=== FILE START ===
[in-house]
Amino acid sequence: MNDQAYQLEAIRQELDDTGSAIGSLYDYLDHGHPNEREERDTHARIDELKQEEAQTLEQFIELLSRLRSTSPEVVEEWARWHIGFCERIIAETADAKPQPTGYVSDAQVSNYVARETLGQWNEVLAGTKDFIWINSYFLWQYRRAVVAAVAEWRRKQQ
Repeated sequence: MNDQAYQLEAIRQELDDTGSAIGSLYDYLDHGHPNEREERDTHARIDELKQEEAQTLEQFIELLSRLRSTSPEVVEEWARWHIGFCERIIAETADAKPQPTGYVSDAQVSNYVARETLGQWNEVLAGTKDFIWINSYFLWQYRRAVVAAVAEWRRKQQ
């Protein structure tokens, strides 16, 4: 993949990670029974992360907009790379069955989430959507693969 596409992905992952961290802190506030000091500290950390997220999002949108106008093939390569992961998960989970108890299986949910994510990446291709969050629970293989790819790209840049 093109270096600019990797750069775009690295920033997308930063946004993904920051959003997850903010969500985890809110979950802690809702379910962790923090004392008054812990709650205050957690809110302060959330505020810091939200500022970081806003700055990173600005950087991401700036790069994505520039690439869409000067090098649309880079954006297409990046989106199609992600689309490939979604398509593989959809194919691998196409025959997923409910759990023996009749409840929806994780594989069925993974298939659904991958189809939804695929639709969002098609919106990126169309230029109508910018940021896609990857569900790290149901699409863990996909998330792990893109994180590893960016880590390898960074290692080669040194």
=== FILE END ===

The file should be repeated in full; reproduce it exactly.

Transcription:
[in-house]
Amino acid sequence: MNDQAYQLEAIRQELDDTGSAIGSLYDYLDHGHPNEREERDTHARIDELKQEEAQTLEQFIELLSRLRSTSPEVVEEWARWHIGFCERIIAETADAKPQPTGYVSDAQVSNYVARETLGQWNEVLAGTKDFIWINSYFLWQYRRAVVAAVAEWRRKQQ
Repeated sequence: MNDQAYQLEAIRQELDDTGSAIGSLYDYLDHGHPNEREERDTHARIDELKQEEAQTLEQFIELLSRLRSTSPEVVEEWARWHIGFCERIIAETADAKPQPTGYVSDAQVSNYVARETLGQWNEVLAGTKDFIWINSYFLWQYRRAVVAAVAEWRRKQQ
């Protein structure tokens, strides 16, 4: 993949990670029974992360907009790379069955989430959507693969 596409992905992952961290802190506030000091500290950390997220999002949108106008093939390569992961998960989970108890299986949910994510990446291709969050629970293989790819790209840049 093109270096600019990797750069775009690295920033997308930063946004993904920051959003997850903010969500985890809110979950802690809702379910962790923090004392008054812990709650205050957690809110302060959330505020810091939200500022970081806003700055990173600005950087991401700036790069994505520039690439869409000067090098649309880079954006297409990046989106199609992600689309490939979604398509593989959809194919691998196409025959997923409910759990023996009749409840929806994780594989069925993974298939659904991958189809939804695929639709969002098609919106990126169309230029109508910018940021896609990857569900790290149901699409863990996909998330792990893109994180590893960016880590390898960074290692080669040194």